What measures is the European Union taking to tackle a possible emergency?
Following Libya's descent into chaos, Italy’s interior minister, Roberto Maroni, voiced fears of an "immigration tsunami” saying that, “A humanitarian emergency risks carrying to the shores of our country 300,000 refugees” and that “This humanitarian emergency cannot be left to our countries alone to handle.”
Italy has called for European Union partners to help in coping with the massive influx that some Mediterranean countries could experience if Libya's dictator is toppled, and asked that it adopts necessary measures to deal with a catastrophic humanitarian emergency.
According to Mr. Casser, press officer of the Permanent Representation of Malta to the EU: “The possibility of an influx of a large number of migrants from Libya is very real and in this regard, Member States facing such an influx should be given the necessary support, not only financially, but also in practical terms, in order to effectively address the specific situation. The Union, as a whole,” he added, “needs to bear the responsibility for dealing with the situation in North Africa and particularly for addressing the possible arrival of large numbers of immigrants. “
Some steps have been already taken in this direction: the European Council declaration of 11 March 2011 states that the Member States most directly concerned by migratory movements require the E.U.’s concrete solidarity and that the EU and the member states stand ready to provide the necessary support as the situation evolves.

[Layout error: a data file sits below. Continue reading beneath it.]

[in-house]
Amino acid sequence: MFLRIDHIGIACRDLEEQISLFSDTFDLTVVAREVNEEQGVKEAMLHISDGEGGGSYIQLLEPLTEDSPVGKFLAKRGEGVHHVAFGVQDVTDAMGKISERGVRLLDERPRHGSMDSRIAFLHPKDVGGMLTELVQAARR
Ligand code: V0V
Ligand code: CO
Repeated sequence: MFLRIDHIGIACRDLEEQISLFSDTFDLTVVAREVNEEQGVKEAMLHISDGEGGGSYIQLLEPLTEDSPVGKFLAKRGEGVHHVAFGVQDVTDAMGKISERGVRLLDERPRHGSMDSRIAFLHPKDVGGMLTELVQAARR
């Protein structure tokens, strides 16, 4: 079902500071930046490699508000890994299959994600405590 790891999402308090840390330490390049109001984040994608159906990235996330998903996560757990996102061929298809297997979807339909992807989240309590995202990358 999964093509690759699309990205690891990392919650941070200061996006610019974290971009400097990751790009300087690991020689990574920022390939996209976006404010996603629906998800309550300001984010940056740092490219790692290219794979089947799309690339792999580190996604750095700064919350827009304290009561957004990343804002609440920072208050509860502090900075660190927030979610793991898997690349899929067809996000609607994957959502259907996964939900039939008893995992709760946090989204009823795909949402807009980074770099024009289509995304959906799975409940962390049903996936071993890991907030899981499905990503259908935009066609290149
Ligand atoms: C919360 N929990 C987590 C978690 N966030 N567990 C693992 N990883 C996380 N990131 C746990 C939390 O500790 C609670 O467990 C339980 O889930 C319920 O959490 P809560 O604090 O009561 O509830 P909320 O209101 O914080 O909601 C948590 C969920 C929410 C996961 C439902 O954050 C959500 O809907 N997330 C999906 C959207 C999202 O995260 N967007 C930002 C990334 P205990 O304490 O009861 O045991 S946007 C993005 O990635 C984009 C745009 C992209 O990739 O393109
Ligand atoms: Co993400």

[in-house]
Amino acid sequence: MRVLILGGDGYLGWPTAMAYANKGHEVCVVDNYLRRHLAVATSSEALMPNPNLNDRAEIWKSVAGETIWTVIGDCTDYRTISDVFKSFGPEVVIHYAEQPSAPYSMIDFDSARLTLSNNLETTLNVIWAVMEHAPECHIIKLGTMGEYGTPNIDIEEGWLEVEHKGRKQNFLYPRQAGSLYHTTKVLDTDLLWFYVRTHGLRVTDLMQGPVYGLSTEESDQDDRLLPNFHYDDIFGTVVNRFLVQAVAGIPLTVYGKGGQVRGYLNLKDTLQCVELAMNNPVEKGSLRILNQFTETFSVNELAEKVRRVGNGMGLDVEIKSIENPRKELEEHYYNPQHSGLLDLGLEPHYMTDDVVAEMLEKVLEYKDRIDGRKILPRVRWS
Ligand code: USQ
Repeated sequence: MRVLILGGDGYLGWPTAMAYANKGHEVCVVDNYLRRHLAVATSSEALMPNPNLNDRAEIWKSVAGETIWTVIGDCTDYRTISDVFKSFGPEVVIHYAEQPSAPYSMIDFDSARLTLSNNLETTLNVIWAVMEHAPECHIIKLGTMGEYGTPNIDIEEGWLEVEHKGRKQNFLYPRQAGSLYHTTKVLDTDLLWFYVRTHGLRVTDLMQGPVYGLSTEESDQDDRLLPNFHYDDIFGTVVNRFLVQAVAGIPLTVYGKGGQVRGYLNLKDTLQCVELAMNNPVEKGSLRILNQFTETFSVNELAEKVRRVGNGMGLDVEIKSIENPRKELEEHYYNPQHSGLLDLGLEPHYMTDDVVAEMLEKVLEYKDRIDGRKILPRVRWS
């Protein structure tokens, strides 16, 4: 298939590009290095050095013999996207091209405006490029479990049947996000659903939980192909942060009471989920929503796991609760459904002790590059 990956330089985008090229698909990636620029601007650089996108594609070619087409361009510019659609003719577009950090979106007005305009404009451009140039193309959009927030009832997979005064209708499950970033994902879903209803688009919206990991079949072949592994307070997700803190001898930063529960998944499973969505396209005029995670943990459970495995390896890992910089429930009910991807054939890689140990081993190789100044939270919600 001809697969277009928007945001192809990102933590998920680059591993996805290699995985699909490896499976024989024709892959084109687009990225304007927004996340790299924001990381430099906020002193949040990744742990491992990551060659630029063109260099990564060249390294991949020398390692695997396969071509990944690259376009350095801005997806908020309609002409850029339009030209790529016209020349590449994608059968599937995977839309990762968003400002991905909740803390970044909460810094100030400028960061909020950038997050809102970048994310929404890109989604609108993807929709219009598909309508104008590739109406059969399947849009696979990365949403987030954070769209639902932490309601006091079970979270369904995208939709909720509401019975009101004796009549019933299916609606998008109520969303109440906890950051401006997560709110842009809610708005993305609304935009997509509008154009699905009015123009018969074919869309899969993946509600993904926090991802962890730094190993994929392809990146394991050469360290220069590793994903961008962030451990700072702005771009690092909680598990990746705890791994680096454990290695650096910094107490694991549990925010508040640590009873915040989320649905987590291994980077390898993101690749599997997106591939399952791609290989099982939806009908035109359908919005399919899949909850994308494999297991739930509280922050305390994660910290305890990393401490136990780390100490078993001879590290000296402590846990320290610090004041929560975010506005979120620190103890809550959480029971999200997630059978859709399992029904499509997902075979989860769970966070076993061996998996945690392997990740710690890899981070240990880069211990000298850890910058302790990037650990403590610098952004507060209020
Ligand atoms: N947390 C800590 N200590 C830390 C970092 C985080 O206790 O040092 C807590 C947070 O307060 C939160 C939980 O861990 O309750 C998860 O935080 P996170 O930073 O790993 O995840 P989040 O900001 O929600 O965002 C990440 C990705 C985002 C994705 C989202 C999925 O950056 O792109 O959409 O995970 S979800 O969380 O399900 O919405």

The European Agency for the Management of Operational Cooperation at the External Borders of the Member States of the European Union, Frontex, launched "Operation Hermes" in February to “assist the Italian authorities in managing the inflow of migrants from North Africa, particularly arrivals from Tunisia, on the island of Lampedusa” and the European Parliament adopted a resolution, requested by Italian and Maltese MEPs, that would “call for the principle of solidarity and shared responsibility to be applied to border control”.
As explains Mr. Casser, “Malta believes that the EU’s focus on solidarity needs to be as strong as possible in order to deal with difficulties faced by the Member States that are most directly concerned with the potential migratory influx that may ensue as a result of the situation in North Africa. The European Parliament’s call for the principle for solidarity and fair responsibility sharing in the context of border control is important in that the necessary resources need to be made available for any Joint Operation coordinated by FRONTEX. This has also been recognised by the European Council in its declaration, which urges Member States to provide further technical and human resources to FRONTEX as required. The principle of solidarity and responsibility sharing should also be applied beyond border control, in addressing all aspects of any migratory influx.”
Last but not least, even though the Italian minister's call was met with skepticism by some European ministers who believe that Italy is a long way from being overloaded, the European Commission is considering the assignment of E.U. funding for the emergency.
How bad is the migration emergency threat? According to the Italian office of Caritas : “At the moment the situation isn’t dramatic yet and it will all depend on how things will evolve in Libya. A looming migration emergency is anyway likely to happen and what we need from the European Union, more than extraordinary funds, is a cohesive policy on that issue.”